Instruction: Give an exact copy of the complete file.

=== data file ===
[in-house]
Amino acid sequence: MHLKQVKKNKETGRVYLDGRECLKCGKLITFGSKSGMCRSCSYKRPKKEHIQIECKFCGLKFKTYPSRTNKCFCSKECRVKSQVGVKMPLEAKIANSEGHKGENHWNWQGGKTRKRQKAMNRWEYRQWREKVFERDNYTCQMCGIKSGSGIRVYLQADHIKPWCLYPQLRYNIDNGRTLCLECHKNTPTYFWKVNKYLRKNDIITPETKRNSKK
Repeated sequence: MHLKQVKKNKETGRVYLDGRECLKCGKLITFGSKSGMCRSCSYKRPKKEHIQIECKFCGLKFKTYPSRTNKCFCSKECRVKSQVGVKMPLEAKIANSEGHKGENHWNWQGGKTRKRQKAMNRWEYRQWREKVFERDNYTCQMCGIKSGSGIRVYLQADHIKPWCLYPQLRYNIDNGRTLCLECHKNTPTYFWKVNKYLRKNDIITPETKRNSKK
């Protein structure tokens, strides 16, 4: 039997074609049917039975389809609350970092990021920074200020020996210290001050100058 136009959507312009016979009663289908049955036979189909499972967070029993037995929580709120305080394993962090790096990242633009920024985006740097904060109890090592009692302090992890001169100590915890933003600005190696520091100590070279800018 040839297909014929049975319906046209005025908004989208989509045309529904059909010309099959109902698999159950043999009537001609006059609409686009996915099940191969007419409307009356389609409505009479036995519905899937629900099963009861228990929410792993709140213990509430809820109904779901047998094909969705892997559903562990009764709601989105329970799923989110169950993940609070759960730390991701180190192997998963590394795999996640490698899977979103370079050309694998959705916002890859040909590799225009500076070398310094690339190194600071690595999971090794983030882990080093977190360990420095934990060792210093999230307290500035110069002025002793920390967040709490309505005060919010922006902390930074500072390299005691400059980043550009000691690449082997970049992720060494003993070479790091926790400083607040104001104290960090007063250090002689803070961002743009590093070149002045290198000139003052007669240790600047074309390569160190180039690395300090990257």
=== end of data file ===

[in-house]
Amino acid sequence: MHLKQVKKNKETGRVYLDGRECLKCGKLITFGSKSGMCRSCSYKRPKKEHIQIECKFCGLKFKTYPSRTNKCFCSKECRVKSQVGVKMPLEAKIANSEGHKGENHWNWQGGKTRKRQKAMNRWEYRQWREKVFERDNYTCQMCGIKSGSGIRVYLQADHIKPWCLYPQLRYNIDNGRTLCLECHKNTPTYFWKVNKYLRKNDIITPETKRNSKK
Repeated sequence: MHLKQVKKNKETGRVYLDGRECLKCGKLITFGSKSGMCRSCSYKRPKKEHIQIECKFCGLKFKTYPSRTNKCFCSKECRVKSQVGVKMPLEAKIANSEGHKGENHWNWQGGKTRKRQKAMNRWEYRQWREKVFERDNYTCQMCGIKSGSGIRVYLQADHIKPWCLYPQLRYNIDNGRTLCLECHKNTPTYFWKVNKYLRKNDIITPETKRNSKK
């Protein structure tokens, strides 16, 4: 039997074609049917039975389809609350970092990021920074200020020996210290001050100058 136009959507312009016979009663289908049955036979189909499972967070029993037995929580709120305080394993962090790096990242633009920024985006740097904060109890090592009692302090992890001169100590915890933003600005190696520091100590070279800018 040839297909014929049975319906046209005025908004989208989509045309529904059909010309099959109902698999159950043999009537001609006059609409686009996915099940191969007419409307009356389609409505009479036995519905899937629900099963009861228990929410792993709140213990509430809820109904779901047998094909969705892997559903562990009764709601989105329970799923989110169950993940609070759960730390991701180190192997998963590394795999996640490698899977979103370079050309694998959705916002890859040909590799225009500076070398310094690339190194600071690595999971090794983030882990080093977190360990420095934990060792210093999230307290500035110069002025002793920390967040709490309505005060919010922006902390930074500072390299005691400059980043550009000691690449082997970049992720060494003993070479790091926790400083607040104001104290960090007063250090002689803070961002743009590093070149002045290198000139003052007669240790600047074309390569160190180039690395300090990257």